Page 9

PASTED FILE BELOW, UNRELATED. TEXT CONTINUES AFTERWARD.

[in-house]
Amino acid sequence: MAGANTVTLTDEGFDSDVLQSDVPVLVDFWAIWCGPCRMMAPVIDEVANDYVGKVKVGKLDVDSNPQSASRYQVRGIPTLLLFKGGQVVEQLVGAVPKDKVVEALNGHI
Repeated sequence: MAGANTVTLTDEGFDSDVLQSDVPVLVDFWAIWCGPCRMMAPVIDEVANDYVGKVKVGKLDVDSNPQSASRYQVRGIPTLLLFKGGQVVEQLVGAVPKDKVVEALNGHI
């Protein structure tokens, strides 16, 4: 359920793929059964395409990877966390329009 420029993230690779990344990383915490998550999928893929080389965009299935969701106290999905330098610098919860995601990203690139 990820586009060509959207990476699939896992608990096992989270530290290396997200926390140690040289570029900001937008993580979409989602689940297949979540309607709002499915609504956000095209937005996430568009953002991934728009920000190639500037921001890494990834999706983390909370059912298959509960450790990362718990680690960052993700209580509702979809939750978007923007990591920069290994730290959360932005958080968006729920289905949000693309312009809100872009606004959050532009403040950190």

THE TEXAS se THE MAY 5, 1995 VOLUME 87, No. 9 FEATURES Dialing for Dollars By Robert Bryce 6 High-Tech Hard Labor By Kyung Sun Yu 9 Ex ‘Post’ Facto By Juan R. Palomo 12 DEPARTMENTS From the Publisher Evolving and Observing 2 4 5 14 Editorials Deschooling Society Civil Liberties in the Rubble Molly Ivins White Power Militias and Hate Jim Hightower Iceman Still Cometh; Son of S&L; Wall Street Primary Survival in a Chemical World Cancer and Vietnam By Marvin S. Legator and Amanda M. Howells-Daniel Bad Bills By Mary O’Grady and Kendyl Hanks 16 Books and the Culture David Talamantez on the Last Day of Second Grade Poetry by Rosemary Catacalos 18 In Other Words Book Review by Elzbieta Szoka 19 WorldFest Movie reviews by Steven G. Kellman 21 Afterword Writing and Opacity By Michael Erard 22 Political Intelligence 24 14 15 Cover art by Michael Alexander For the Record… Jefferson, in Notes on Virginia, while discussing the work of Monsieur de Buffon, wrote: “One sentence of this book must do him immortal honor: ‘I like a person who points out a mistake just as much as one who teaches me a truth, because, in effect, a corrected mistake is a truth.'” I think my friend Jim Simons and I should do each other a little immortal honor. In a letter you accurately entitled “When Liberals Failed Progressive Politics” [TO 3/24/95] Jim wrote: “In the late ’60s Dugger wrote off the radical movement with the ridiculous assertion that we all favored violent revolution.” I agree with Jim, that’s a ridiculous assertion, and I never made it: In and from myself I know that I never thought, said, or wrote it. Jim, please either prove me wrong or accept my correction. Now it’s my turn to earn Monsieur de Buffon’s immortal honor. You also wrote eloquently, Jim, in that letter: “Traditional electoral politics had failed but I did not advocate violence. I continue to believe… that in the roll call for progressive reform in America…the libs were a no-show…In the great crossroads of history that presented the last best hope of a real popular flinched…. It was 27 years ago, but what a moment in history to turn away from the new voices of progressivism that could have metamorphosed in the country.” So you have pointed out a mistake that you believe that I made, and what I want to know is what, specifically, is the truth that you are pointing to. That is, Jim, what should the left have said or done in the ’60s that it did not do, from what did The Texas Observer and I flinch, what, exactly, should we have done or said, but did not do, that could have metamorphosed the country then. Please be more specific than repeating the general damnation of “the libs,” which, whatever else it is, is not specific. Let’s get down to cases. Tell me what weany of us, all of us should have done or said, and help us understand how and why it would or might have worked. Perhaps the truth you are pointing to will help us now. What is it? Ronnie Dugger Wellfleet, Massachusetts Chicago Boys in Mexico According to Barbara Belejack’s “Mexican Soap Opera,” \(TO on a speech given to Mexican executives by MIT economist Rudi Dornbusch, Dornbusch “stated emphatically” that he does not answer “political questions,” although he blames Salinas for the Mexican crisis, and referred to him as the “Nick Leeson of Mexico.” Readers of The Texas Observer should be aware, however, that Dornbusch is not always chary of political questions. In an article in the Financial Times of October 16, 1991, entitled “Lessons that Brazil can learn from Mexico,” he said that “President Salinas has brought about a revolution by making accountable government the central focus of legitimacy. This change goes far beyond rooting out of corruption.” There is more on the “revolution of governance”: a new “accountability of officials, continuity, competence and courage,” “jail sentences for tax fraud became part of the culture,” privatization “was left to professionals,” etc. \(In reality, the corruption of the privatization process was the principal factor in the rise of the number of billionaires from two to 24 in the Salinas era, and an inequality level in which the top wealth holder owned as much as the lowest 17 million, reflecting one of the great looting sprees in modern history, making even Mobutu look like an apologetics for a perfect dictatorship. Salinas had, in fact, stolen the 1988 election and followed this by abandoning the populist promises of that election campaign. He then put in place exactly the kind of neoliberal projectessentially supplyside and trickle-down economicsthat was dear to the hearts of the IMF and transnational corporate community, and which was eventually incorporated into the NAFTA treaty. In this project, populist aims and small matters like income distribution and the increasing immiseration of the bottom 60 percent of the population are of no concern. In his 1991 article, Dornbusch congratulates Salinas for “having made inflation Public Enemy Number One,” implemented an effective “incomes for “recognizing the need to make peace with the world capital market.” Then NAFTA. Obviously a Great Statesman, even if representing illegitimate authority in a perfect dictatorship and redistributing income from the poor to the rich. That Dornbusch’s enemy also is populism, and that accommodation to the de .mands of the “world capital market” is this basic criterion of sound policy, is also clear in his co authored book, The Macroeconomics of Populism in Latin America view is similar to that of the Chicago Boys. helping Pinochet’s “restructuring” in a cruder political enterprise of “supply-side economics with machine guns.” It is amusing to see how the Mexican Continued on p. 4 DIALOGUE THE TEXAS OBSERVER 3